39. 39. 39 8.1 Dynamic Whole File Splitting © 2015 Rocket Software, Inc. All Rights Reserved.
  40. 40. 40 Hash Type 3
  41. 41. 41 8.1 New Hash Type 3 The new hash type has been demonstrated to provide an even distribution when the existing types don’t, for complex key structures, improving distribution performance (in terms of standard deviation), and runtime performance • Type 0 is still the best for sequentially based keys A new udtconfig parameter DEFAULT_HASH_TYPE defaults the TYPE during the creation of a new file. It has values of 0, 1, or 3 • The default value is hash type 3 © 2015 Rocket Software, Inc. All Rights Reserved.
  42. 42. 42 8.1 New Hash Type 3 The CREATE.FILE , RESIZE, and MEMRESIZE commands now accept a TYPE of 0, 1, or 3 • Old files will not be automatically resized to the value specified in DEFAULT_HASH_TYPE. Any change in type will need to be specified using the RESIZE / MEMRESIZE command  Note: TYPE 2 can be defined, but it is reserved for sequentially hashed files (see the shfbuild command), which is why the LIMIT verb now reports 4 hash functions although only 0, 1, and 3 can be user set © 2015 Rocket Software, Inc. All Rights Reserved.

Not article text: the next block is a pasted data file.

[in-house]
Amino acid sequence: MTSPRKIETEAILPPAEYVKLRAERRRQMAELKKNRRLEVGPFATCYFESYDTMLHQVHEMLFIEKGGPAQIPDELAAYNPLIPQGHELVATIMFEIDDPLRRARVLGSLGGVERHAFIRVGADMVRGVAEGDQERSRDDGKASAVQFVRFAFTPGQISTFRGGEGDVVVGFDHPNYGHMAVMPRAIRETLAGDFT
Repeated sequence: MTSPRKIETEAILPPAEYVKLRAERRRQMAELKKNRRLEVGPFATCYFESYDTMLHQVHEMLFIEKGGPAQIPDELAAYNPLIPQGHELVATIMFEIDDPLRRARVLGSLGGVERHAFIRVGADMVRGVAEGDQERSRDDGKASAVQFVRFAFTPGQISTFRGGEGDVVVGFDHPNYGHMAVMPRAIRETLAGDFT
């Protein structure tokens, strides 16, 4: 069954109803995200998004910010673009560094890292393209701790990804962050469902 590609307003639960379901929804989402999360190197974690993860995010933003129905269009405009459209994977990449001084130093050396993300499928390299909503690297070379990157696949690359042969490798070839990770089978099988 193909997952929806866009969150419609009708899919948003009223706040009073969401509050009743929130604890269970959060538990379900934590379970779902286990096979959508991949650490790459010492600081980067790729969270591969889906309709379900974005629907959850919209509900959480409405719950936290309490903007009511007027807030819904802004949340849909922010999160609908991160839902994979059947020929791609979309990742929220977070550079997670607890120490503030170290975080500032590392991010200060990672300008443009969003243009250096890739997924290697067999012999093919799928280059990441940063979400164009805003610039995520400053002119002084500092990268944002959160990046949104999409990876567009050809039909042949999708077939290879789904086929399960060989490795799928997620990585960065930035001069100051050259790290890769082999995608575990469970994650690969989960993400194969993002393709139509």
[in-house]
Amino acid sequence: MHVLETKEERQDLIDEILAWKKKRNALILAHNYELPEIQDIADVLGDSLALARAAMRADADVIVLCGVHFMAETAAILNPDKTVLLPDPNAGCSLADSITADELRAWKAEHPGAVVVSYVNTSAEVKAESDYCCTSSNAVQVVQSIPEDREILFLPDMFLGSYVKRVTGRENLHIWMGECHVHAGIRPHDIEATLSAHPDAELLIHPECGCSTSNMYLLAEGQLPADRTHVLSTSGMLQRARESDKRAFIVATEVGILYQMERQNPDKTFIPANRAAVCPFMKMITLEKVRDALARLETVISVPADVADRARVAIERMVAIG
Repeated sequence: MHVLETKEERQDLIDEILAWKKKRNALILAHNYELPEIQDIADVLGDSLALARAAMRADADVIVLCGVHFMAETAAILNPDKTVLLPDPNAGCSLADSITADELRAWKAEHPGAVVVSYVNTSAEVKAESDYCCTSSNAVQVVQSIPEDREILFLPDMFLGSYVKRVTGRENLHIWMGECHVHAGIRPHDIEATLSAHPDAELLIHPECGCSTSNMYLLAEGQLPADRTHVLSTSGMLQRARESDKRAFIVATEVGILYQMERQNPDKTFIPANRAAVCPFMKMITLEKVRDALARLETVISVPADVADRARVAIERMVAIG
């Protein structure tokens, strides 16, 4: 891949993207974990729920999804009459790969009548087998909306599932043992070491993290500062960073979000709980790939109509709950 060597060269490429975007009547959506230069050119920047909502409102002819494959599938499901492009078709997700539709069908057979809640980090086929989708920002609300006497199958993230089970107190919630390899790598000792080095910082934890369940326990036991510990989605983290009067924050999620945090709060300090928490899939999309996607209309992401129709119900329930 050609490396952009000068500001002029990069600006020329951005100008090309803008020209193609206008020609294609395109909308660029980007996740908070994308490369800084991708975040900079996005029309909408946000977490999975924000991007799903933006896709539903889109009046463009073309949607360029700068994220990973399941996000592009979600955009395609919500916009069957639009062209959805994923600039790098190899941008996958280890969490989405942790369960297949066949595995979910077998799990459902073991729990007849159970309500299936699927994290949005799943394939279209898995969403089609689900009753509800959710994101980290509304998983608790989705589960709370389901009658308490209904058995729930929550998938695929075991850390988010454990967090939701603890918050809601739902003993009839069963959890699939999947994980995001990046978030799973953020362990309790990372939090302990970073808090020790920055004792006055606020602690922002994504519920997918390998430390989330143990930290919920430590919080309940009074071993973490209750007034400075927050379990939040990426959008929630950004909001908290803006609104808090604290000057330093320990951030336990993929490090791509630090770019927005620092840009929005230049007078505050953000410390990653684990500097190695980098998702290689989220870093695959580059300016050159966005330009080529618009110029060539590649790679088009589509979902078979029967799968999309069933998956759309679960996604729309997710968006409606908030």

43. 43. 43 8.1 New Hash Type 3 Before choosing the algorithm for the new type • 13 candidates were examined • 6 different test patterns over millions of keys were explored, including exact customer cases where dynamic files would overflow extremely quickly • Based on the AP function, which is a general hash function listed in NIST (National Institute of Standards and Technology) Dictionary of Algorithms and Data Structures • Testing on a customer cases that did not perform well with Type 0 or Type 1 have shown performance improvements, some of them quite substantial, using the new combinations © 2015 Rocket Software, Inc. All Rights Reserved.